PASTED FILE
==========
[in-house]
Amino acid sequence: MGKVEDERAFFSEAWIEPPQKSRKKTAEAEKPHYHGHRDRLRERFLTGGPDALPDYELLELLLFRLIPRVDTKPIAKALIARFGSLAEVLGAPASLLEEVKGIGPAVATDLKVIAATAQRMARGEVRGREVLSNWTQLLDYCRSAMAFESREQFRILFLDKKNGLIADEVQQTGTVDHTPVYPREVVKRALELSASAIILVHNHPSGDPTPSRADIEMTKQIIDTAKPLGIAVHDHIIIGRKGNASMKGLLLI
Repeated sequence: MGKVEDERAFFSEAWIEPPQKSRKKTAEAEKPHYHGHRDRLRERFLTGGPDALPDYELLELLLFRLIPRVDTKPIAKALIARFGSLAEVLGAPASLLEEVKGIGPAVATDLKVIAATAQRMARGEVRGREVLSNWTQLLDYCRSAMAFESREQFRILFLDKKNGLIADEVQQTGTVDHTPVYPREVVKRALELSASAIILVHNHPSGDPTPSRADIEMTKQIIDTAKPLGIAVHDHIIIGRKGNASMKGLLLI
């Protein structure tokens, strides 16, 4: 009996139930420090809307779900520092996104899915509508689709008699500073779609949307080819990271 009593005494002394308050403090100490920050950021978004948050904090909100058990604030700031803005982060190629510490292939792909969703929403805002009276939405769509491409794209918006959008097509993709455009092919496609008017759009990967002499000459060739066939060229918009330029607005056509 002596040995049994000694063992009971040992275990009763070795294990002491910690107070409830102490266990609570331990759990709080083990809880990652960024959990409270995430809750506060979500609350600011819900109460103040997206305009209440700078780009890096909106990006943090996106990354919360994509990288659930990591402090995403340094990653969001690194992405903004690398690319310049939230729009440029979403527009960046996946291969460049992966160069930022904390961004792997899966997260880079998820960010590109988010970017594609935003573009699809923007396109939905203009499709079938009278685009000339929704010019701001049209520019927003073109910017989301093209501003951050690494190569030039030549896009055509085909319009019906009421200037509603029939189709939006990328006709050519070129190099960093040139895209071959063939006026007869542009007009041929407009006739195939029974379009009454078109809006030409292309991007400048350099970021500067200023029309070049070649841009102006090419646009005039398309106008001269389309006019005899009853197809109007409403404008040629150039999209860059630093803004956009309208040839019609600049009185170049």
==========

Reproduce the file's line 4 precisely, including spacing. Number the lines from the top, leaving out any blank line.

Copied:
């Protein structure tokens, strides 16, 4: 009996139930420090809307779900520092996104899915509508689709008699500073779609949307080819990271 009593005494002394308050403090100490920050950021978004948050904090909100058990604030700031803005982060190629510490292939792909969703929403805002009276939405769509491409794209918006959008097509993709455009092919496609008017759009990967002499000459060739066939060229918009330029607005056509 002596040995049994000694063992009971040992275990009763070795294990002491910690107070409830102490266990609570331990759990709080083990809880990652960024959990409270995430809750506060979500609350600011819900109460103040997206305009209440700078780009890096909106990006943090996106990354919360994509990288659930990591402090995403340094990653969001690194992405903004690398690319310049939230729009440029979403527009960046996946291969460049992966160069930022904390961004792997899966997260880079998820960010590109988010970017594609935003573009699809923007396109939905203009499709079938009278685009000339929704010019701001049209520019927003073109910017989301093209501003951050690494190569030039030549896009055509085909319009019906009421200037509603029939189709939006990328006709050519070129190099960093040139895209071959063939006026007869542009007009041929407009006739195939029974379009009454078109809006030409292309991007400048350099970021500067200023029309070049070649841009102006090419646009005039398309106008001269389309006019005899009853197809109007409403404008040629150039999209860059630093803004956009309208040839019609600049009185170049």